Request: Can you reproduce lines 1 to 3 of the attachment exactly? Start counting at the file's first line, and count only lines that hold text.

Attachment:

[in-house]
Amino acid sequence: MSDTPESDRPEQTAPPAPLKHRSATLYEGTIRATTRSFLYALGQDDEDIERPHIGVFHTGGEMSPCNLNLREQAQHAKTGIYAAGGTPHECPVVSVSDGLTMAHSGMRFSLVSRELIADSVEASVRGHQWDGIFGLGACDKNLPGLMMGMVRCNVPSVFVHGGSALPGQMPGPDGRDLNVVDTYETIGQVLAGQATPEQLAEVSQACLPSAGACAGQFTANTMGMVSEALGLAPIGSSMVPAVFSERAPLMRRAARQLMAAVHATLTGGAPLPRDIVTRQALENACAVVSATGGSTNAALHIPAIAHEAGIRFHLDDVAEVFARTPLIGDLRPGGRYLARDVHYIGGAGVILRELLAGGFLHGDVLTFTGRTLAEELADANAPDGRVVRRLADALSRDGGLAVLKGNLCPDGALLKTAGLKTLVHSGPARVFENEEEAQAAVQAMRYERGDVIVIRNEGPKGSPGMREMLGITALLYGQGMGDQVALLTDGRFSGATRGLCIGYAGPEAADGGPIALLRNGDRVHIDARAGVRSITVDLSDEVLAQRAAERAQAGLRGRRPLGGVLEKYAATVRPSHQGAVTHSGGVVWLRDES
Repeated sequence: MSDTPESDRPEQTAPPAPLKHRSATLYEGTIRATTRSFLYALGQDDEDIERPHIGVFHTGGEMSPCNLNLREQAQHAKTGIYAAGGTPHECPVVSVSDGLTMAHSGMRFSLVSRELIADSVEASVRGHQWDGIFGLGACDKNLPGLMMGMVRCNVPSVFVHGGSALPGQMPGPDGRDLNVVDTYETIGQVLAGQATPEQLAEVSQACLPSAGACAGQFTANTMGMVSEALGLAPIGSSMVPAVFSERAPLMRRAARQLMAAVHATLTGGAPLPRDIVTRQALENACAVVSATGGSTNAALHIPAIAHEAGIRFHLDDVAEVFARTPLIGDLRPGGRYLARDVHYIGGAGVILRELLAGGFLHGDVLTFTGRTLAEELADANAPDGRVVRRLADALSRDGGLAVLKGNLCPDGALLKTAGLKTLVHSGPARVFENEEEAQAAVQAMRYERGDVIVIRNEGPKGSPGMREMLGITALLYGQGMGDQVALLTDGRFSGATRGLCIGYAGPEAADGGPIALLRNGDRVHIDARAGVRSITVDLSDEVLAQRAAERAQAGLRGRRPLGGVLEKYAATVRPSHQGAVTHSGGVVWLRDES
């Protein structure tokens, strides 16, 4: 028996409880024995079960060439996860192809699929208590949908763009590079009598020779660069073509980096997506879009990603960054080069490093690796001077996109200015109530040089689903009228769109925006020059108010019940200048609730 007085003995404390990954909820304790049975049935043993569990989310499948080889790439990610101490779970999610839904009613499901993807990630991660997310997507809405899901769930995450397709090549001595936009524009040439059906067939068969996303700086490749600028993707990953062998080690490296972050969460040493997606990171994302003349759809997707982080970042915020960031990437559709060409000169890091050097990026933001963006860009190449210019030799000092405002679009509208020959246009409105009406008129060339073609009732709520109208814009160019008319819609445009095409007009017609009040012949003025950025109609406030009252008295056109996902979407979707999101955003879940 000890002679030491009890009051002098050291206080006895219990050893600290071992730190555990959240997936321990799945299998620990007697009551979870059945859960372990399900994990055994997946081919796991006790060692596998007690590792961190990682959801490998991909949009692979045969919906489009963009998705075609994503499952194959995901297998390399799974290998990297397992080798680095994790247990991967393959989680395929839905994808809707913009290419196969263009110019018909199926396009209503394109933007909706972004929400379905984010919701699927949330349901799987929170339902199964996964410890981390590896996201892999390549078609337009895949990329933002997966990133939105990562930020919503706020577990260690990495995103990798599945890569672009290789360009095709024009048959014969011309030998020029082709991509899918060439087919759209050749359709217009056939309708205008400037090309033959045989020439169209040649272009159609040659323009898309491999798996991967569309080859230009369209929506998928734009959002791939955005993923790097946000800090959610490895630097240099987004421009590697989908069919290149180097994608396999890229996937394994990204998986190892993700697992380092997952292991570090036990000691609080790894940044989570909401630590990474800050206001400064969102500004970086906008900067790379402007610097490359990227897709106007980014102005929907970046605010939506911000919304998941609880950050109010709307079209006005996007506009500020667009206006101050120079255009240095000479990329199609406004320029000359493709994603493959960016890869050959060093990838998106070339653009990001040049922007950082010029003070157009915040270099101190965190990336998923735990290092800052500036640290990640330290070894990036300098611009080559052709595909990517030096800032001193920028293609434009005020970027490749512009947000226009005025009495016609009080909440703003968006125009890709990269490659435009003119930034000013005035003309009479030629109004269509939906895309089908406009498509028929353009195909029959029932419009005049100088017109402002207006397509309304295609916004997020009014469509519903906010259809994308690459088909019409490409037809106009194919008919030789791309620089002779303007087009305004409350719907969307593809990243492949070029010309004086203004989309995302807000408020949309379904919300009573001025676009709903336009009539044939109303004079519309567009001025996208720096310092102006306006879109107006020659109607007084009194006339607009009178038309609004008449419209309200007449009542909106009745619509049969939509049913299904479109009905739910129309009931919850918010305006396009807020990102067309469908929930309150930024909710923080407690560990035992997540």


[in-house]
Amino acid sequence: MSDTPESDRPEQTAPPAPLKHRSATLYEGTIRATTRSFLYALGQDDEDIERPHIGVFHTGGEMSPCNLNLREQAQHAKTGIYAAGGTPHECPVVSVSDGLTMAHSGMRFSLVSRELIADSVEASVRGHQWDGIFGLGACDKNLPGLMMGMVRCNVPSVFVHGGSALPGQMPGPDGRDLNVVDTYETIGQVLAGQATPEQLAEVSQACLPSAGACAGQFTANTMGMVSEALGLAPIGSSMVPAVFSERAPLMRRAARQLMAAVHATLTGGAPLPRDIVTRQALENACAVVSATGGSTNAALHIPAIAHEAGIRFHLDDVAEVFARTPLIGDLRPGGRYLARDVHYIGGAGVILRELLAGGFLHGDVLTFTGRTLAEELADANAPDGRVVRRLADALSRDGGLAVLKGNLCPDGALLKTAGLKTLVHSGPARVFENEEEAQAAVQAMRYERGDVIVIRNEGPKGSPGMREMLGITALLYGQGMGDQVALLTDGRFSGATRGLCIGYAGPEAADGGPIALLRNGDRVHIDARAGVRSITVDLSDEVLAQRAAERAQAGLRGRRPLGGVLEKYAATVRPSHQGAVTHSGGVVWLRDES
Repeated sequence: MSDTPESDRPEQTAPPAPLKHRSATLYEGTIRATTRSFLYALGQDDEDIERPHIGVFHTGGEMSPCNLNLREQAQHAKTGIYAAGGTPHECPVVSVSDGLTMAHSGMRFSLVSRELIADSVEASVRGHQWDGIFGLGACDKNLPGLMMGMVRCNVPSVFVHGGSALPGQMPGPDGRDLNVVDTYETIGQVLAGQATPEQLAEVSQACLPSAGACAGQFTANTMGMVSEALGLAPIGSSMVPAVFSERAPLMRRAARQLMAAVHATLTGGAPLPRDIVTRQALENACAVVSATGGSTNAALHIPAIAHEAGIRFHLDDVAEVFARTPLIGDLRPGGRYLARDVHYIGGAGVILRELLAGGFLHGDVLTFTGRTLAEELADANAPDGRVVRRLADALSRDGGLAVLKGNLCPDGALLKTAGLKTLVHSGPARVFENEEEAQAAVQAMRYERGDVIVIRNEGPKGSPGMREMLGITALLYGQGMGDQVALLTDGRFSGATRGLCIGYAGPEAADGGPIALLRNGDRVHIDARAGVRSITVDLSDEVLAQRAAERAQAGLRGRRPLGGVLEKYAATVRPSHQGAVTHSGGVVWLRDES